Syrian troops and government-linked militia have systematically used rape and sexual violence against civilians, atrocities that amount to crimes against humanity, a UN-backed inquiry said Thursday.
Rebel fighters have committed similar violations, amounting to war crimes, but at a rate “considerably less common than rape by government forces and associated militia”, the Independent International Commission of Inquiry for Syria (COI) said in a new report.
The findings, submitted to the United Nations Human Rights Council, are based on 454 interviews with sources that include survivors, eye witnesses and medical workers. The Damascus government has never granted COI investigators access to Syria.
Overall, the report adds to the overwhelming accounts of hellish suffering endured by Syrian civilians during the conflict that has claimed more than 350,000 lives as it enters its eighth year.
A woman from Syria’s third city of Homs told COI investigators that in 2012 “government forces entered her home and raped her daughter in front of her and her husband before shooting the daughter and the father”, the report said.
“The mother was then raped by two soldiers,” it added, in one of many examples of extreme violence.
Checkpoints controlled by the government or its allies, as well as detention centres, were identified as a main areas where sexual violence was perpetrated.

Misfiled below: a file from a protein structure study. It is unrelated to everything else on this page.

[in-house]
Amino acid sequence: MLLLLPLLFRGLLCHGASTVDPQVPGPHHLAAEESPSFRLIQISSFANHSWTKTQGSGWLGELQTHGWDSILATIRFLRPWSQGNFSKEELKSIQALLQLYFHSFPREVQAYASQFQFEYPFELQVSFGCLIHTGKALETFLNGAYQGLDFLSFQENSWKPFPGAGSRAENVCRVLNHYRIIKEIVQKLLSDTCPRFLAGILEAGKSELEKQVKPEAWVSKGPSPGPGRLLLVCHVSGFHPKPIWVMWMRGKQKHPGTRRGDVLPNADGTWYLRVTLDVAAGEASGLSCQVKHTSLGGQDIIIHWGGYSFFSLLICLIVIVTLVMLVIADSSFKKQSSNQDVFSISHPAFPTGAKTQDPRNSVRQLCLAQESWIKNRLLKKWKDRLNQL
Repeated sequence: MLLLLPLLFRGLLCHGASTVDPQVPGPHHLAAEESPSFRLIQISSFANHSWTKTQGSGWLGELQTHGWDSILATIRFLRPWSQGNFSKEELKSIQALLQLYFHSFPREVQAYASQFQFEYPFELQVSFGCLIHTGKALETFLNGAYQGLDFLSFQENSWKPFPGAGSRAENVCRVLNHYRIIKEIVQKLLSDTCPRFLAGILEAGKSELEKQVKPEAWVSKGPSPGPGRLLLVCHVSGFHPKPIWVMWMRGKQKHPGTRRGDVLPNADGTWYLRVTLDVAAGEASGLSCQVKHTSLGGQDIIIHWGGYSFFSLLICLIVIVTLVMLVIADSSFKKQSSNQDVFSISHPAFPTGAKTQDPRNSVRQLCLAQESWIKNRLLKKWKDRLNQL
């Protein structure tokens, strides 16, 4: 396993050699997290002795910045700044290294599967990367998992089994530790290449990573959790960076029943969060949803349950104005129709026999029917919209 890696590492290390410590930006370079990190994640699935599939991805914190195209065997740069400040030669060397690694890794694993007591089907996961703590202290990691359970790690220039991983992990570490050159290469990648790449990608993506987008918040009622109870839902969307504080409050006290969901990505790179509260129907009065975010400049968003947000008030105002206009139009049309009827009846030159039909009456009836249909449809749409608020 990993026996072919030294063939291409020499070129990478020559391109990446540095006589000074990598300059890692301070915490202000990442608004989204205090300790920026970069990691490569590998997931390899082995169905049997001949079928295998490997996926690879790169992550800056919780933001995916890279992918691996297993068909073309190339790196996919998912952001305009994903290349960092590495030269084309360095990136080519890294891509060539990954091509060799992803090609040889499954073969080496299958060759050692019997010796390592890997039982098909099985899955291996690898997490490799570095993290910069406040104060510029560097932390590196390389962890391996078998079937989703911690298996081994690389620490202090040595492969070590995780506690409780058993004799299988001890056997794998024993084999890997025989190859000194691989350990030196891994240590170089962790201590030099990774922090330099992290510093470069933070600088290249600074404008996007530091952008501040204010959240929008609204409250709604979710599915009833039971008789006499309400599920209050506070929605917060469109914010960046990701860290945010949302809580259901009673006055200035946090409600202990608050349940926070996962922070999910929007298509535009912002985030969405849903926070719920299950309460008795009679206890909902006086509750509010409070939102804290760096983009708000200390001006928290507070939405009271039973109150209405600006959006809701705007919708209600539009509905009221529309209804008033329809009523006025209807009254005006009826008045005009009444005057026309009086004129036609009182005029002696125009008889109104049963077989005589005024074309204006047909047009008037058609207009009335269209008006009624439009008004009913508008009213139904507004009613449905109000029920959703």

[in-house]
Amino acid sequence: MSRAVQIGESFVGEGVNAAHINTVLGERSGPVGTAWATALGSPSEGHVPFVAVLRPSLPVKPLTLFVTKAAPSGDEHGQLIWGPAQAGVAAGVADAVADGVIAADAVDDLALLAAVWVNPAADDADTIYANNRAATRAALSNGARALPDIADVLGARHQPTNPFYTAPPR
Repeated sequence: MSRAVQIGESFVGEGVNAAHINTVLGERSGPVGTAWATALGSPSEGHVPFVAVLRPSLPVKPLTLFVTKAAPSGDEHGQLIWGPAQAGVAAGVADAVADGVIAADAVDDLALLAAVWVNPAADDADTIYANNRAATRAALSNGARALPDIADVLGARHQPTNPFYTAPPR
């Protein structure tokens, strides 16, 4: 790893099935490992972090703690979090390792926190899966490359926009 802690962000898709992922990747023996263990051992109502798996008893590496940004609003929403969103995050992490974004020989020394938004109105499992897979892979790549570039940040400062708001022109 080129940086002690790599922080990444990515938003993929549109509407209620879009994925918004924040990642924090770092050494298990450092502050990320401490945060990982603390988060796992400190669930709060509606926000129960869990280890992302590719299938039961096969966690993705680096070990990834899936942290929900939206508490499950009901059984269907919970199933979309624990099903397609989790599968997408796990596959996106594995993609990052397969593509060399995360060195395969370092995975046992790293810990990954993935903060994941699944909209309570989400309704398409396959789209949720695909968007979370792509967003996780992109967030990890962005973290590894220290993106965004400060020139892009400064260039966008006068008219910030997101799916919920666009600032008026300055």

The COI notes that government troops detained “thousands of women and girls” from 2011 to the end of 2017, the period covered in the report.
“During interrogation, women and girls… were beaten with pipes while hanging from the ceiling and electrocuted on their breasts and vaginas,” it said.
While women have been the most frequent victims of rape, sexual violence against men and children — girls and boys — was also documented.
The COI found that “rapes and other acts of sexual violence carried out by government forces and associated militias during ground operations, house raids, at checkpoints, and during detention formed part of a widespread and systematic attack directed against a civilian population, and amount to crimes against humanity.”
In contrast, it found “no evidence of a systematic practice or policy on the part of armed (rebel) groups to use sexual and gender-based violence to instil fear, extract information, or enforce loyalty,” even if the opposition members have repeatedly committed sexual violence.
That finding does not apply to the Islamic State group, whose widespread atrocities including sexual violence have been separately documented by the COI.